Nothing is new it just has a better marketing budget, probably at the expense of engineering -> "lazy engineers never did anything but cost the company money and make the product that provides all of our incomes' - Marketing Department.
When I joined my first school, it was Windows 98 with a smattering of NT so I did support all that before I migrated the lot to XP.
When I stared school there were Acorn's everywhere. I still use a RasPi with RISC OS on to our reception PowerPoint - just 'cos I can.
My admin machines are on Windows 7 along with staff laptops. Class Room desktops are XP until the summer. I was going to migrate them next week during Easter but due to three issues:
1) 25% of the curric software is 16 bit only and will not work. The newest was (c) 1999! Staff use this in lesson plans, so I have to wait for a new academic year to get rid of it.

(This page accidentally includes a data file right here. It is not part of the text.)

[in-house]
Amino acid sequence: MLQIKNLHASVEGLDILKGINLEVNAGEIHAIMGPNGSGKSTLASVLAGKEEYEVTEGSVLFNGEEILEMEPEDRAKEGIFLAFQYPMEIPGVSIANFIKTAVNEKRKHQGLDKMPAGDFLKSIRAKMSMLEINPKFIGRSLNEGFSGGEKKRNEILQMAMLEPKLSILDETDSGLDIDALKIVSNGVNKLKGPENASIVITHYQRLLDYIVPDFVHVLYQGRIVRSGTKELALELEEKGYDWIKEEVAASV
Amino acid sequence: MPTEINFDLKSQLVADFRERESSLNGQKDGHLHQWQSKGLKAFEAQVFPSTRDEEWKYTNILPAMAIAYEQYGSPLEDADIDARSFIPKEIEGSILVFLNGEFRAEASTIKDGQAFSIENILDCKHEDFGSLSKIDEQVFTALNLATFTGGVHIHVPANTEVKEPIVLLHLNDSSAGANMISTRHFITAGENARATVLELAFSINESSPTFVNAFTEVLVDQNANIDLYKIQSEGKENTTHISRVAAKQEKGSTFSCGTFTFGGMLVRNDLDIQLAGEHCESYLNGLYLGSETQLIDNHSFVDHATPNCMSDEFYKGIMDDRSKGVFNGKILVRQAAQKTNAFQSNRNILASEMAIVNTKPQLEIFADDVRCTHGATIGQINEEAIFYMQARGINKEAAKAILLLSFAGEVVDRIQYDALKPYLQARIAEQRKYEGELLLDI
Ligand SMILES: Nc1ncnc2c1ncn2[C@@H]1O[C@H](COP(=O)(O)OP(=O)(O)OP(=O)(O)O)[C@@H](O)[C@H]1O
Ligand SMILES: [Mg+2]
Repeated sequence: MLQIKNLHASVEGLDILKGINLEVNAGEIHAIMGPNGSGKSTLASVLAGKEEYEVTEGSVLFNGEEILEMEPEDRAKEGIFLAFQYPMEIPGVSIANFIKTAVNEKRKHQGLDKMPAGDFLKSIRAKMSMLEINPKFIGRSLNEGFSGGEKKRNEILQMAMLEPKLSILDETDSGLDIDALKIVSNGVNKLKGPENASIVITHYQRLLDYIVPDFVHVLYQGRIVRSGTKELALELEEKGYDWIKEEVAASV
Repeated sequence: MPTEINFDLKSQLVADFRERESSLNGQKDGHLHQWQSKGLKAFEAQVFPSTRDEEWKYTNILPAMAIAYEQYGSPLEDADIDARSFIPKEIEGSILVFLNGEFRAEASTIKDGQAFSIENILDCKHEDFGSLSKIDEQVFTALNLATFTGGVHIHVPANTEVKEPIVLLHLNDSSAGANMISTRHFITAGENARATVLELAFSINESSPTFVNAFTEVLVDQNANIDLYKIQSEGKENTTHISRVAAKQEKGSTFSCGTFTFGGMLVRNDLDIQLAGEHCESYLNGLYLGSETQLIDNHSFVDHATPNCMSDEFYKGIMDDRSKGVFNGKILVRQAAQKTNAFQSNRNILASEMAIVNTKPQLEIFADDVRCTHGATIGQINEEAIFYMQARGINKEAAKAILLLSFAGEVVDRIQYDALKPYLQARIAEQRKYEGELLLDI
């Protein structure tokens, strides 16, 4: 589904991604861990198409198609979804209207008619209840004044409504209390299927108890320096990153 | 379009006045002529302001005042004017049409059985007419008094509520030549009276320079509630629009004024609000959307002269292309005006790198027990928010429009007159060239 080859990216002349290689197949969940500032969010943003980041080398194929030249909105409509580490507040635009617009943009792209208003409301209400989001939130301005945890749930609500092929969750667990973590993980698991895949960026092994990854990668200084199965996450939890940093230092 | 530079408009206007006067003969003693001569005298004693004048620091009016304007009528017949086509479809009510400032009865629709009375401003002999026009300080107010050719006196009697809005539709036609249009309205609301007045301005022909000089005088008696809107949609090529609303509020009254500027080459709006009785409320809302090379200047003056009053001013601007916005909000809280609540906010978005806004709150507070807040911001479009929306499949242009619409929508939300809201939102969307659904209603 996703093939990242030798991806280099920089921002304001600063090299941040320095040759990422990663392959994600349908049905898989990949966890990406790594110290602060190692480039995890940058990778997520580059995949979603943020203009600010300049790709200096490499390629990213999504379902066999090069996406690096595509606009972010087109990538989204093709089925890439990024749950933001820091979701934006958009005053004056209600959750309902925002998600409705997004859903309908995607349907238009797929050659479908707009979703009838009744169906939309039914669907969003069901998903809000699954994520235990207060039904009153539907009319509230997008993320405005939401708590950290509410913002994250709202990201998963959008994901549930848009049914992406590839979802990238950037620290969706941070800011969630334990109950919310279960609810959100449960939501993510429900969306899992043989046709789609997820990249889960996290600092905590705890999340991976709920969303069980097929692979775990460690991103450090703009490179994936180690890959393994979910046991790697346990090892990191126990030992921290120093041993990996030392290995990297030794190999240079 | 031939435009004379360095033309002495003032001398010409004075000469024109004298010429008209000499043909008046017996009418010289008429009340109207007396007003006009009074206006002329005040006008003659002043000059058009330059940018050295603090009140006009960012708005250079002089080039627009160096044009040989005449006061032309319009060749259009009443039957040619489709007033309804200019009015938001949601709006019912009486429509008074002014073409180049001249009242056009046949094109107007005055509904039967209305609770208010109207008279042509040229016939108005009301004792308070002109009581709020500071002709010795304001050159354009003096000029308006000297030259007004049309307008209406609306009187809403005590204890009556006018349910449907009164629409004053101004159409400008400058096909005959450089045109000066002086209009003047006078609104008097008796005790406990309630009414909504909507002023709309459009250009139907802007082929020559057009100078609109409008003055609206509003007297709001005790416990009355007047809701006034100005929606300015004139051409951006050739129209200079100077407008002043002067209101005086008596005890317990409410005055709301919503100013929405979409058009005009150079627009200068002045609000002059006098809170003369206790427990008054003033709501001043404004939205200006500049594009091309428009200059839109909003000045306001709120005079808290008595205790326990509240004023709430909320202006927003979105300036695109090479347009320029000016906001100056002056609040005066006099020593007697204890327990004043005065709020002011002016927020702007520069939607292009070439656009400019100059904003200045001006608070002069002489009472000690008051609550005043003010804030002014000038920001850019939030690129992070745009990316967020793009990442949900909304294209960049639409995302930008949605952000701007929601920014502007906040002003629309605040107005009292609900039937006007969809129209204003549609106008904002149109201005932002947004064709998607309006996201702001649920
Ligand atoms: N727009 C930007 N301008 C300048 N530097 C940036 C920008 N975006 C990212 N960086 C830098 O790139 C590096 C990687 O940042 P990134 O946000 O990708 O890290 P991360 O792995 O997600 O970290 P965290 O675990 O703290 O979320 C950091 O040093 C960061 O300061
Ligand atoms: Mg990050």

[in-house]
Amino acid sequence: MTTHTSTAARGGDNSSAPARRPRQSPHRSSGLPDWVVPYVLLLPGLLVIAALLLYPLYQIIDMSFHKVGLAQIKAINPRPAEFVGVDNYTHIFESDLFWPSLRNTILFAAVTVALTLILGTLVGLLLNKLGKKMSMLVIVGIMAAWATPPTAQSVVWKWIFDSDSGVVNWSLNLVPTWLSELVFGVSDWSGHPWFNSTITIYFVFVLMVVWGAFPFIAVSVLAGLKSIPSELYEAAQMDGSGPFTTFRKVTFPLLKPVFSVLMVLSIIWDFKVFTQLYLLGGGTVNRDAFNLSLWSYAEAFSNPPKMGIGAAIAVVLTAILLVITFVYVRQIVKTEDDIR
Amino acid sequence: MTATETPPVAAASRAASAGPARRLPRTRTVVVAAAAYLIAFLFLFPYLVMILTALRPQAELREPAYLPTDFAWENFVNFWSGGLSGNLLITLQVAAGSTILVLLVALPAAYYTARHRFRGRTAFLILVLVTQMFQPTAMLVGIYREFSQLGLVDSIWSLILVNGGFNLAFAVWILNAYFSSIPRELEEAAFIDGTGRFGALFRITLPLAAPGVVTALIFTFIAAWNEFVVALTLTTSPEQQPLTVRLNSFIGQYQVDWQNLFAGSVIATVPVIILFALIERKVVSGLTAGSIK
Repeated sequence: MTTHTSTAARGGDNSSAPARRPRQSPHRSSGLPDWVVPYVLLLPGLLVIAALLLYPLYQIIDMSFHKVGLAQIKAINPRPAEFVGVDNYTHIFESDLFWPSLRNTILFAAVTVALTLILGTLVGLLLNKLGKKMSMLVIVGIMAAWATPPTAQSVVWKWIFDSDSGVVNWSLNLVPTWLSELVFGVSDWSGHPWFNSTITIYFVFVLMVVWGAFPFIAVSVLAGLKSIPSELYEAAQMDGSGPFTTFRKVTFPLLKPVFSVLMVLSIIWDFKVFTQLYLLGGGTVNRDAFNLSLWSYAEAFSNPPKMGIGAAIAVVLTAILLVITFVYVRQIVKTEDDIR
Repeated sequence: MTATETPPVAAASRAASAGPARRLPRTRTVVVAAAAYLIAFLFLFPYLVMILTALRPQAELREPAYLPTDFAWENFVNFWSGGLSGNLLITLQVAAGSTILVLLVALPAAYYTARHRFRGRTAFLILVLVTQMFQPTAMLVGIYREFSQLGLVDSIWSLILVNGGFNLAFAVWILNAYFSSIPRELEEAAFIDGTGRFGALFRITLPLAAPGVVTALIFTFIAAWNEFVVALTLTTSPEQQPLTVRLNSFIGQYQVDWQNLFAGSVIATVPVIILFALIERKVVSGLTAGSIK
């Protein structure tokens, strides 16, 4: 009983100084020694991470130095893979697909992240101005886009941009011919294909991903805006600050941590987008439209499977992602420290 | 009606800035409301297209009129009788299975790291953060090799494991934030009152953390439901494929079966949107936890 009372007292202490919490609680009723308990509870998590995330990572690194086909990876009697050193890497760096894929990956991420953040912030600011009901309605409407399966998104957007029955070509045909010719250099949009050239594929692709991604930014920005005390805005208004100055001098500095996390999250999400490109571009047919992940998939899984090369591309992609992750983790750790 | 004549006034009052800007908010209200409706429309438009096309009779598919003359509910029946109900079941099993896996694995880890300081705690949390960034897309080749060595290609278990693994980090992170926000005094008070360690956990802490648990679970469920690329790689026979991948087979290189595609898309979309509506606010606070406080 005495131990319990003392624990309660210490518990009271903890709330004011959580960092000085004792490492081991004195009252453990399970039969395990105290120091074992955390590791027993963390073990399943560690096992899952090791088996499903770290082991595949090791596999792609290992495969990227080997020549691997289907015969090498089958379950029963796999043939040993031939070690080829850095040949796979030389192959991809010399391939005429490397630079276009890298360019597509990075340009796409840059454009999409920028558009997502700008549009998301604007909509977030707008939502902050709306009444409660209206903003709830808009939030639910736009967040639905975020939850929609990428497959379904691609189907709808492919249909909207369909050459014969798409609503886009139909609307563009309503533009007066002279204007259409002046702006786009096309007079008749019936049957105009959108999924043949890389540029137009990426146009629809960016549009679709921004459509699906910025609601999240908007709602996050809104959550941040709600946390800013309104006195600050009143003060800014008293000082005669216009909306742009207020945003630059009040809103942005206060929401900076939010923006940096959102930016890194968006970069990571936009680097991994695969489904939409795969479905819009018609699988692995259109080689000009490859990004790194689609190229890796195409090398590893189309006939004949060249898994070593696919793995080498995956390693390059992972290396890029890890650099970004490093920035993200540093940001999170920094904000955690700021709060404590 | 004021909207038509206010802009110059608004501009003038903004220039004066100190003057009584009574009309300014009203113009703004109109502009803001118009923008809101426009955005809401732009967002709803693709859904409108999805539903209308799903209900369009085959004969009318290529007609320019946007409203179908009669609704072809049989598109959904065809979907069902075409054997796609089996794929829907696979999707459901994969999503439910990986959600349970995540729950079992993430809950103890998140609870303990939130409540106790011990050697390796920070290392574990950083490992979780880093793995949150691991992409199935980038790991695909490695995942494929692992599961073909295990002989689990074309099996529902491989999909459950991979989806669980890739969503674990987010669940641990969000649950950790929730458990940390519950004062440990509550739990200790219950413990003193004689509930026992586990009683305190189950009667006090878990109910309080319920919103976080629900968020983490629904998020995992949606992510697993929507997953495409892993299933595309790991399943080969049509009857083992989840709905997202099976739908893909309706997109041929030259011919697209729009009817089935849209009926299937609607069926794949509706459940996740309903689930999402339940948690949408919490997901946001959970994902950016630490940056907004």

2) It's assessment term after Easter and apparently a new "system" will cause the teachers so much "extra stress"
3) To avoid this "extra stress" it's better to do such a large change during the summer. Apparently teachers deal better with new things at the start of a new academic year.
And they are supposed to be educated, resourceful people
Trapper 16-bit applications will run on 32 bit Windows 7.
What's going on in Ireland? :confused:
Windows XP use rises among Irish businesses
According to Statcounter, 9.2% of Irish PCs used Windows XP in June, up from 8.7% in April.
Globally, 16% of desktop and laptop PCs continue to use the outdated operating system, although the figure is declining by about 0.5% each month.
Maybe they needed to upgrade from windows 98? :D